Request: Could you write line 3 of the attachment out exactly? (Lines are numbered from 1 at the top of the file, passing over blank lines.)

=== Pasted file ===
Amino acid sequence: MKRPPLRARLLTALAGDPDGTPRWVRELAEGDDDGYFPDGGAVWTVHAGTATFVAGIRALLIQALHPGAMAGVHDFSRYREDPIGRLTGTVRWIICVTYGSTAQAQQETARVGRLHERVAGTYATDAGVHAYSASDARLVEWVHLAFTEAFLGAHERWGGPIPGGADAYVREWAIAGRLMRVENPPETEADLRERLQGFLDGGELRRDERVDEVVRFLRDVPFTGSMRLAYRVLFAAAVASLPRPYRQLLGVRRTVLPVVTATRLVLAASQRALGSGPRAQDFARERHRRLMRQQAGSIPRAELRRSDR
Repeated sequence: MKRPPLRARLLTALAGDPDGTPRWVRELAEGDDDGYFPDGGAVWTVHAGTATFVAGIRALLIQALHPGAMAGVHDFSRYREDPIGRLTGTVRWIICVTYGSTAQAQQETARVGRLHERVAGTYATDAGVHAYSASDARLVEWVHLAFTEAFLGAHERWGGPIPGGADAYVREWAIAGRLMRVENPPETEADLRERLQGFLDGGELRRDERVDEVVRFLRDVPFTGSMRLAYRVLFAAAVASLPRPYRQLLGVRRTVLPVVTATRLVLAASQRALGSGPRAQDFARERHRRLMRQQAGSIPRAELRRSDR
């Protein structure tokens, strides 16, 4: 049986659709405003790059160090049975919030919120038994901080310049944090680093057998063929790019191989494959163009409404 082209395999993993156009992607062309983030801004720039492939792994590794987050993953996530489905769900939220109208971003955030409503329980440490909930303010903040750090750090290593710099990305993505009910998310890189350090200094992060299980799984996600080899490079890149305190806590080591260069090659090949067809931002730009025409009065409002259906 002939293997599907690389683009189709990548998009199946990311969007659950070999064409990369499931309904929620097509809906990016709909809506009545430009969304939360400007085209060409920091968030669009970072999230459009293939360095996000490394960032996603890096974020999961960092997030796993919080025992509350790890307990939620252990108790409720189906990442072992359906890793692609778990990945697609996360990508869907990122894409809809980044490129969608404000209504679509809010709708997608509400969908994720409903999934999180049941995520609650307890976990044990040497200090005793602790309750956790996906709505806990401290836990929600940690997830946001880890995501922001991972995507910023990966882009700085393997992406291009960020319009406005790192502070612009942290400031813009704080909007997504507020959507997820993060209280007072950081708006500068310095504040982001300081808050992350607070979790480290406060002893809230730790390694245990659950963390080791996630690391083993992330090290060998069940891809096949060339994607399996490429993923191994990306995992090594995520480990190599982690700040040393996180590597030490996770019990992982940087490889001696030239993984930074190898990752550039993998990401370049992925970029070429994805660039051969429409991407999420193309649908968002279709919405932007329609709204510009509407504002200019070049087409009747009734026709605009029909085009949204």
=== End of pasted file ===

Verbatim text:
């Protein structure tokens, strides 16, 4: 049986659709405003790059160090049975919030919120038994901080310049944090680093057998063929790019191989494959163009409404 082209395999993993156009992607062309983030801004720039492939792994590794987050993953996530489905769900939220109208971003955030409503329980440490909930303010903040750090750090290593710099990305993505009910998310890189350090200094992060299980799984996600080899490079890149305190806590080591260069090659090949067809931002730009025409009065409002259906 002939293997599907690389683009189709990548998009199946990311969007659950070999064409990369499931309904929620097509809906990016709909809506009545430009969304939360400007085209060409920091968030669009970072999230459009293939360095996000490394960032996603890096974020999961960092997030796993919080025992509350790890307990939620252990108790409720189906990442072992359906890793692609778990990945697609996360990508869907990122894409809809980044490129969608404000209504679509809010709708997608509400969908994720409903999934999180049941995520609650307890976990044990040497200090005793602790309750956790996906709505806990401290836990929600940690997830946001880890995501922001991972995507910023990966882009700085393997992406291009960020319009406005790192502070612009942290400031813009704080909007997504507020959507997820993060209280007072950081708006500068310095504040982001300081808050992350607070979790480290406060002893809230730790390694245990659950963390080791996630690391083993992330090290060998069940891809096949060339994607399996490429993923191994990306995992090594995520480990190599982690700040040393996180590597030490996770019990992982940087490889001696030239993984930074190898990752550039993998990401370049992925970029070429994805660039051969429409991407999420193309649908968002279709919405932007329609709204510009509407504002200019070049087409009747009734026709605009029909085009949204």